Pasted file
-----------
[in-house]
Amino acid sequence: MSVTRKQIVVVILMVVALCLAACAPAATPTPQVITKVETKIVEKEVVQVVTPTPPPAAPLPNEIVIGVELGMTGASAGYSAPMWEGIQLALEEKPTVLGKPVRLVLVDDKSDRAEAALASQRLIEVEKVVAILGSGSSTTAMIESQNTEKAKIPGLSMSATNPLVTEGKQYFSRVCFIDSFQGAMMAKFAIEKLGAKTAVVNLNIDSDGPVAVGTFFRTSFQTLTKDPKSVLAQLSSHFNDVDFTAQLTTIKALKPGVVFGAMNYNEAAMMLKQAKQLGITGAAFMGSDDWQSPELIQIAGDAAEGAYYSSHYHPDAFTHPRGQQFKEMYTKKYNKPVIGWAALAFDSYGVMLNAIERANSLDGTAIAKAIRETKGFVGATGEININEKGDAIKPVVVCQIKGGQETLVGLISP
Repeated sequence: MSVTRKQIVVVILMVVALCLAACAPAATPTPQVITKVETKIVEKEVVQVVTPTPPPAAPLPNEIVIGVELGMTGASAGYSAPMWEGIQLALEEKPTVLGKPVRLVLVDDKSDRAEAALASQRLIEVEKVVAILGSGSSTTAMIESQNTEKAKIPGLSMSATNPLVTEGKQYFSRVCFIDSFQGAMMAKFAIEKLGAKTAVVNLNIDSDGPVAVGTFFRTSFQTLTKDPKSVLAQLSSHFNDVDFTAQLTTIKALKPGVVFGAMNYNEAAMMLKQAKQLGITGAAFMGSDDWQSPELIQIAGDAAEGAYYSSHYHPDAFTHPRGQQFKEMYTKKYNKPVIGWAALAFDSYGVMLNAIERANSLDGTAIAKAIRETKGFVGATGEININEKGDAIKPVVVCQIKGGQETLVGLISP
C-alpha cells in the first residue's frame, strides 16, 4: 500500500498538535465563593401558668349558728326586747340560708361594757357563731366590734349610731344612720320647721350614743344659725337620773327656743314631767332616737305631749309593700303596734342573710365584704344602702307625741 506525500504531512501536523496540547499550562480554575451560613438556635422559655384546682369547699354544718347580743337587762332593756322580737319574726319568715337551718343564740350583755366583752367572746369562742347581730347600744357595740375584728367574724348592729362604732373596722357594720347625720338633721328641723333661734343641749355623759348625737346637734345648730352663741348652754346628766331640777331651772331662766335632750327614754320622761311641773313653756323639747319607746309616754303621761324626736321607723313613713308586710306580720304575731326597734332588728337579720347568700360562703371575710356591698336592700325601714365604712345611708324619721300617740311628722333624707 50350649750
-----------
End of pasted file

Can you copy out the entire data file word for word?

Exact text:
[in-house]
Amino acid sequence: MSVTRKQIVVVILMVVALCLAACAPAATPTPQVITKVETKIVEKEVVQVVTPTPPPAAPLPNEIVIGVELGMTGASAGYSAPMWEGIQLALEEKPTVLGKPVRLVLVDDKSDRAEAALASQRLIEVEKVVAILGSGSSTTAMIESQNTEKAKIPGLSMSATNPLVTEGKQYFSRVCFIDSFQGAMMAKFAIEKLGAKTAVVNLNIDSDGPVAVGTFFRTSFQTLTKDPKSVLAQLSSHFNDVDFTAQLTTIKALKPGVVFGAMNYNEAAMMLKQAKQLGITGAAFMGSDDWQSPELIQIAGDAAEGAYYSSHYHPDAFTHPRGQQFKEMYTKKYNKPVIGWAALAFDSYGVMLNAIERANSLDGTAIAKAIRETKGFVGATGEININEKGDAIKPVVVCQIKGGQETLVGLISP
Repeated sequence: MSVTRKQIVVVILMVVALCLAACAPAATPTPQVITKVETKIVEKEVVQVVTPTPPPAAPLPNEIVIGVELGMTGASAGYSAPMWEGIQLALEEKPTVLGKPVRLVLVDDKSDRAEAALASQRLIEVEKVVAILGSGSSTTAMIESQNTEKAKIPGLSMSATNPLVTEGKQYFSRVCFIDSFQGAMMAKFAIEKLGAKTAVVNLNIDSDGPVAVGTFFRTSFQTLTKDPKSVLAQLSSHFNDVDFTAQLTTIKALKPGVVFGAMNYNEAAMMLKQAKQLGITGAAFMGSDDWQSPELIQIAGDAAEGAYYSSHYHPDAFTHPRGQQFKEMYTKKYNKPVIGWAALAFDSYGVMLNAIERANSLDGTAIAKAIRETKGFVGATGEININEKGDAIKPVVVCQIKGGQETLVGLISP
C-alpha cells in the first residue's frame, strides 16, 4: 500500500498538535465563593401558668349558728326586747340560708361594757357563731366590734349610731344612720320647721350614743344659725337620773327656743314631767332616737305631749309593700303596734342573710365584704344602702307625741 506525500504531512501536523496540547499550562480554575451560613438556635422559655384546682369547699354544718347580743337587762332593756322580737319574726319568715337551718343564740350583755366583752367572746369562742347581730347600744357595740375584728367574724348592729362604732373596722357594720347625720338633721328641723333661734343641749355623759348625737346637734345648730352663741348652754346628766331640777331651772331662766335632750327614754320622761311641773313653756323639747319607746309616754303621761324626736321607723313613713308586710306580720304575731326597734332588728337579720347568700360562703371575710356591698336592700325601714365604712345611708324619721300617740311628722333624707 50350649750